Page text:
15 March 2010

Opera Report



It is time for a report on the opera competition of Saturday evening. I feel compelled to explain that I am not pretending to be someone who I am not in connection with this opera thing. I am just a country boy who took a shine to opera for some reason, and I continue to be nothing more than a dilettante. I know only something of the Italian composers and a couple of the Frenchies and Mozart. I know nothing of German opera.





Little Teatro Ángela Peralta





Fred and I sat up there in the first balcony above the box seats. La Mexicana, who is Director of Administration of Ópera de San Miguel, sat down in row two with all the big wigs of course. I am sure that Fred and I looked like just another one of the gay couples in attendance. Fred and I were able to score tickets to the invitation-only party afterward. I borrowed the photos below from another friend, Naomi, who sat down there in La Mexicana's vicinity.




These are two people whom I am very proud to count as friends now. In the center is John Bills, now retired and residing here, who sang tenor with the Metropolitan Opera in New York from 1977 to 2004. He is simply a wonderful guy. On the right is Joe McClain, the Artistic Director of Ópera de San Miguel, whose career in opera and the dramatic arts is too complex and varied to set out here. They acted as two of the three judges.


Mariano Alejandro González, Baritone, Guanajuato.


The thing about this Ópera de San Miguel event that makes it truly fun is the competition angle. This makes the annual concurso here, which is a national competition among young singers for scholarships, especially entertaining. Each of the singers does a solo during the first round. Then there is an intermission. At that point nearly everyone in the crowd has adopted a favorite. After the intermission, each one sings another solo.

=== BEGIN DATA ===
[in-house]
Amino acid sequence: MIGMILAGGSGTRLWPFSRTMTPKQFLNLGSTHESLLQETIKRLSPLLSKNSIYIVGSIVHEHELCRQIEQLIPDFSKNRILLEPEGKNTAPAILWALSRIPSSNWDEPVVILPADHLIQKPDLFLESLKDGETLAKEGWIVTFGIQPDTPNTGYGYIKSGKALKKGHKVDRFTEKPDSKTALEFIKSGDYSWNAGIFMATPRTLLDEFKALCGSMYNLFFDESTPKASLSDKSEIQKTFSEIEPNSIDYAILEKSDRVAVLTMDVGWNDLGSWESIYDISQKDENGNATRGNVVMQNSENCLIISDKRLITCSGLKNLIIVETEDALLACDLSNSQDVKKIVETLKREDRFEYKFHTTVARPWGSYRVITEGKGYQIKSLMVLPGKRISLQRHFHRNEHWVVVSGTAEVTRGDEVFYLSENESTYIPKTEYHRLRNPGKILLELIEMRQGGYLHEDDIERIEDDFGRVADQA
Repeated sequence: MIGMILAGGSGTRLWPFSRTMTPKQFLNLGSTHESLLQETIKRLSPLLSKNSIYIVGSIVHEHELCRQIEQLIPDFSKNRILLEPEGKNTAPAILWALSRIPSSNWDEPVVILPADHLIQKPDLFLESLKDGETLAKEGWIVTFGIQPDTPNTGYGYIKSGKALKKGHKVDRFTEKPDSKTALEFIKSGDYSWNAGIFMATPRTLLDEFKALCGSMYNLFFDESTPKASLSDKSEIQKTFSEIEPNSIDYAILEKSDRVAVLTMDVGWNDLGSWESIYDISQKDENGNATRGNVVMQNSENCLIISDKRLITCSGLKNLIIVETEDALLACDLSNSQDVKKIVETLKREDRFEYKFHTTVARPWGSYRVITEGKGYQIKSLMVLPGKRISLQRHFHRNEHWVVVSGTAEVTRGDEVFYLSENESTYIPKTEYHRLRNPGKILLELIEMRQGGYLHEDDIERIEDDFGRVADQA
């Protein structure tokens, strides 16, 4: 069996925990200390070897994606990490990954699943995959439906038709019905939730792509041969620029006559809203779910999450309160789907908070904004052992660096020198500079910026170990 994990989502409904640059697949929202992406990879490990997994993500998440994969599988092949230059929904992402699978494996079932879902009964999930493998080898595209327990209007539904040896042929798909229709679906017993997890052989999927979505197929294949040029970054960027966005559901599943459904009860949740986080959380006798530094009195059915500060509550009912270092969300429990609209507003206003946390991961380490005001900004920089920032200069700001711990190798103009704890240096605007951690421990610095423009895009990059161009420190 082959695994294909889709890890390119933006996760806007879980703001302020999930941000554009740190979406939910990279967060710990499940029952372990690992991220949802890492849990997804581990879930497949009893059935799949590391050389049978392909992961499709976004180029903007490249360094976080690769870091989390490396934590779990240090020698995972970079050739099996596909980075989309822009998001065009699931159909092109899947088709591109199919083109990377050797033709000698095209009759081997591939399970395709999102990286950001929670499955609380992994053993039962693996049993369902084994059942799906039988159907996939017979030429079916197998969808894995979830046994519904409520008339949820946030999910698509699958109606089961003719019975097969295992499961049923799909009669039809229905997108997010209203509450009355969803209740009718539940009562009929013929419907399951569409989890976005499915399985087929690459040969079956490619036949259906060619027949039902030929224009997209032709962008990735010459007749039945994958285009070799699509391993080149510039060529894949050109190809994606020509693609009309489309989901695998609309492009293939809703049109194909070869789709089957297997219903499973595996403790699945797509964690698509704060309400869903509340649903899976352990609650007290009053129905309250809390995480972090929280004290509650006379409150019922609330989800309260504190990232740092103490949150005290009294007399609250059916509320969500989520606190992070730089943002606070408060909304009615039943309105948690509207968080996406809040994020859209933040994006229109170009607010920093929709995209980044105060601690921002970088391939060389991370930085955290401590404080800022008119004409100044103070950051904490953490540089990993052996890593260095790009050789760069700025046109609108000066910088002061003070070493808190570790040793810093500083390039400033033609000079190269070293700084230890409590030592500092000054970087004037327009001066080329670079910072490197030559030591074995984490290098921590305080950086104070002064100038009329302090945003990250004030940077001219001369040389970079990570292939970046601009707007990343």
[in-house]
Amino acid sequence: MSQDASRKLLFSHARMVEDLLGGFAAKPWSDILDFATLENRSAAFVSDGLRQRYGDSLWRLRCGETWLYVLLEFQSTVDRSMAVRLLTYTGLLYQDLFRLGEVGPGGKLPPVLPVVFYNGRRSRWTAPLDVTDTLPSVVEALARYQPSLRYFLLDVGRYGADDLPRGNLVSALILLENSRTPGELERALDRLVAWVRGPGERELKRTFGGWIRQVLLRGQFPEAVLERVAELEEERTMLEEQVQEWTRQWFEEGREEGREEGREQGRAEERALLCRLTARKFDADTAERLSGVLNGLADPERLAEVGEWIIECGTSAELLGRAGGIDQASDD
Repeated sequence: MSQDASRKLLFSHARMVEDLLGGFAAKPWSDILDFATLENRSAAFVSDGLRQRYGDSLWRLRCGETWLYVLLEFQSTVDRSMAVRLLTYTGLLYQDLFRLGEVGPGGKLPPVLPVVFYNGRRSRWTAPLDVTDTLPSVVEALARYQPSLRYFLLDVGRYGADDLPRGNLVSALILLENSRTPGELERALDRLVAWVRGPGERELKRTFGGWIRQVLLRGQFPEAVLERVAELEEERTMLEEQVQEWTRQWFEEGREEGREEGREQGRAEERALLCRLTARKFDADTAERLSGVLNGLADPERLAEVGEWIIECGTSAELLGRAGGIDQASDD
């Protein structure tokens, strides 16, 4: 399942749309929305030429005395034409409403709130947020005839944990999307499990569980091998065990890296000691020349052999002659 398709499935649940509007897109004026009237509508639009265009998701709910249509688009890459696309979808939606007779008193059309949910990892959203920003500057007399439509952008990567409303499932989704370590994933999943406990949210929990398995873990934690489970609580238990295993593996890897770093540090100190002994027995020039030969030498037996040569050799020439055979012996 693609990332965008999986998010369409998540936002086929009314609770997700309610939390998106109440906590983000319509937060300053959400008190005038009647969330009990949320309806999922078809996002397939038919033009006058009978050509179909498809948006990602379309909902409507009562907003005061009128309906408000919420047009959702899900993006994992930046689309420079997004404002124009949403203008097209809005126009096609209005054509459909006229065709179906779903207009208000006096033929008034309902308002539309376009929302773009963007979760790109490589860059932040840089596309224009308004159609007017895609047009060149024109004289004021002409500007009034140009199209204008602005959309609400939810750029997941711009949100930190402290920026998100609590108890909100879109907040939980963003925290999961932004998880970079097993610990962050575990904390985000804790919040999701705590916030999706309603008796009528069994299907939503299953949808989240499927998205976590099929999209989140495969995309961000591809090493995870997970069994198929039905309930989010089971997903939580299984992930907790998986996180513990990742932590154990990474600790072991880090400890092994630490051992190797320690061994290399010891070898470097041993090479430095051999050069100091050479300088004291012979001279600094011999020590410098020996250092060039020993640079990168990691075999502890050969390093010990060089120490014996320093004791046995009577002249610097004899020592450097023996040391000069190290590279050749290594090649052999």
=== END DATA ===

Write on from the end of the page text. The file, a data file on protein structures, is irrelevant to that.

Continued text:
Mario Alberto Hernández at the piano, a big time player.


A panel of three judges picks the overall top three in 3-2-1 order. There are some other miscellaneous awards. Also, there is an award for crowd favorite. All of us in the audience get a ballot with our program. There is then an award for crowd favorite, which it seems always goes to a different singer from the one picked by the judges as a winner. During the second round, the crowd becomes even more responsive than during the first round and urges these young singers on as they each come out to do their second piece. Quite cool, really. And quite different in atmosphere than a normal, run-of-the-mill recital.




I must say, though, that the thing that strikes me as odd is that there are no categories. In other words all the females of the different ranges are competing with all of the males of different ranges. A male bass singer is competing with the female sopranos and mezzosopranos as well as the other male singers, tenors and baritones. That is just the way it is. One big category. Opera singers.


Gilberto Amaro Romera, Tenor, Ciudad de México; Alberto Pingarrón Reynoso, Tenor, Ciudad de México; Salvador Rivas Silva, Bass, Jalisco; Mariano Alejandro González, Baritone, Guanajuato.



This is young Alberto Pingarrón Reynoso along with his entourage. Alberto is blind. He is a big favorite among many and not simply by reason of some soppy sentimentality respecting his blindness. He is an intensely dramatic singer. Overwhelming in that regard, actually. He would have gotten Fred's vote for crowd favorite if Fred had not promptly lost his ballot on the way to our seats. Alberto won the special artesano award on the judge's vote.